Internet Radio Organizes Fight for Lower Web Royalties

Pandora, Clear Channel among founding members

Internet radio services like Pandora may be popular, but they haven't been profitable, largely because of crippling music royalties. Hoping to turn around a lousy business model, Pandora and Clear Channel—along with 11 other Internet radio companies and trade associations—have formed the Internet Radio Fairness Coalition.

The group is putting its muscle behind a new law introduced last month that would reset rates for streaming music on the Internet. Introduced by Reps. Jason Chaffetz (R-Utah), Jared Polis (D-Co.), Darrell Issa (R-Calif.) and Zoe Lofgren (D-Calif.) in the House and Sen. Ron Wyden (D-Ore.) in the Senate, the Internet Radio Fairness Act of 2012 would require the government's Copyright Royalty Board to set the royalty rates per song for Internet radio equal to the lower rates paid by cable and satellite services.

Pandora has led the fight for the bill. Because of the current fee structure, Pandora shells out 50 percent of its revenue to performance fees for artists and labels. In comparison, Sirius XM pays less than 10 percent of its total revenue in royalties.

“Congress has made decisions about radio and copyright law in a piecemeal and isolated manner; as each new form of radio transmission was invented, new legislation was passed, but only to address the new form,” Pandora's founder Tim Westergren told the House Subcommittee on Communications and Technology in a June hearing on the future of audio. “The effect has been to penalize new media and advantage old media when setting the rules for music royalties.”

Able to leverage its terrestrial radio stations to negotiate a better deal with two labels for its iHeartRadio digital service, Clear Channel earlier this year became the first terrestrial radio group to pay music royalties. For Clear Channel, a company that sees its future in digital, the deal was worth it.

"We believe that market-based solutions are the way to go. But in the absence of these agreements, the CRB needs to have and consider more relevant information so they are better able to develop a rate structure that will lead to a healthy, sustainable Internet radio marketplace," said Bob Pittman, the CEO of Clear Channel, in a statement.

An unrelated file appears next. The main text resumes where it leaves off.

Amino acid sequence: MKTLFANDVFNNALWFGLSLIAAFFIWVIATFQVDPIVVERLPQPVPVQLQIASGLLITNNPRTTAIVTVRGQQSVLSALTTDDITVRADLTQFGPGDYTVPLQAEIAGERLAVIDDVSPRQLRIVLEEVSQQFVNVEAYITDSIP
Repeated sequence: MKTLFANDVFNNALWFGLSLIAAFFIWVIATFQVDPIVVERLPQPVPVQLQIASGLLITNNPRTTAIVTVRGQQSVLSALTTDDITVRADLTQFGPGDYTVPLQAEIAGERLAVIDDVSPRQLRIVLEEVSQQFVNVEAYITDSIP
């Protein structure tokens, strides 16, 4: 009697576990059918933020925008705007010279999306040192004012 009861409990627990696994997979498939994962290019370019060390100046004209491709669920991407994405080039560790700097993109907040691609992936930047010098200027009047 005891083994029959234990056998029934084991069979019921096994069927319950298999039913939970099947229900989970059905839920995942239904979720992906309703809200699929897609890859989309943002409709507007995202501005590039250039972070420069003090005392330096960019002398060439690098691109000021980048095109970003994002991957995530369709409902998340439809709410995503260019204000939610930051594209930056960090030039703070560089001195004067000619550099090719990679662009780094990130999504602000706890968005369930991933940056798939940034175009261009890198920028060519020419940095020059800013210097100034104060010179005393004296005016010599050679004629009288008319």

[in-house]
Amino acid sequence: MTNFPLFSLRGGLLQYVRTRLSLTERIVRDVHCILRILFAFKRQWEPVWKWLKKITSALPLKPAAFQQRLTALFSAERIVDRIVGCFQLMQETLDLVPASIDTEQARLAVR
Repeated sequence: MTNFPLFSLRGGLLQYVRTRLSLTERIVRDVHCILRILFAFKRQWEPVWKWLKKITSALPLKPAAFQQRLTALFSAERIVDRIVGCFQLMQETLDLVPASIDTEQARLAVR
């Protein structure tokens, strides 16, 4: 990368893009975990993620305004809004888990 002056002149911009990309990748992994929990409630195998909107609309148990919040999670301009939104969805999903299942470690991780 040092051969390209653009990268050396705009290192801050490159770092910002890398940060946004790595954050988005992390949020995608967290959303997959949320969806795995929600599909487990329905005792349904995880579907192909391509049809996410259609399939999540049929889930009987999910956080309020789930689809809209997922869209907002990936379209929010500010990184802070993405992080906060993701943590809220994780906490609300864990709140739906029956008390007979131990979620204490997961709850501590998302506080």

The coalition will be facing tough lobbying opposition from record labels and the Recording Industry Association of America, which would rather cable and satellite be brought in line with the higher rates the Internet radio services are paying. They support a bill introduced earlier this year by Rep. Jerrold Nadler (D-N.Y.)

Music artists are already ramping up the rhetoric, calling the Internet Radio Fairness Act the "Screw Artists Act." "It would produce a windfall to millionaires, mandate a pay cut for artists, and provide no benefits to subscribers," said Ted Kalo, the executive director of the musicFIRST Coalition. "Pandora's attempt to hide behind a coalition of the already willing reeks of a desperate attempt to dodge accountability and create 'faux-mentum' for a bill facing growing opposition.'"

Ironically, the new coalition may be getting at least lukewarm support from the terrestrial radio business. Stopping short of a full endorsement of the bill, the National Association of Broadcasters said it supported "legislative efforts to establish fair Webcast streaming rates." Even the terrestrial radio stations, unless they are owned by the biggest companies, don't stream their signals due to the prohibitive cost of Webcast streaming fees.

Time is running out this year for any bill to move in Congress, but that doesn't mean there won't be some chewing of the issues in a hearing. The House Judiciary subcommittee on intellectual property, competition and the Internet, chaired by Rep. Bob Goodlatte (R-Va.) is planning to schedule a hearing for late November. Both Chaffetz and Lofgren are members of the subcommittee.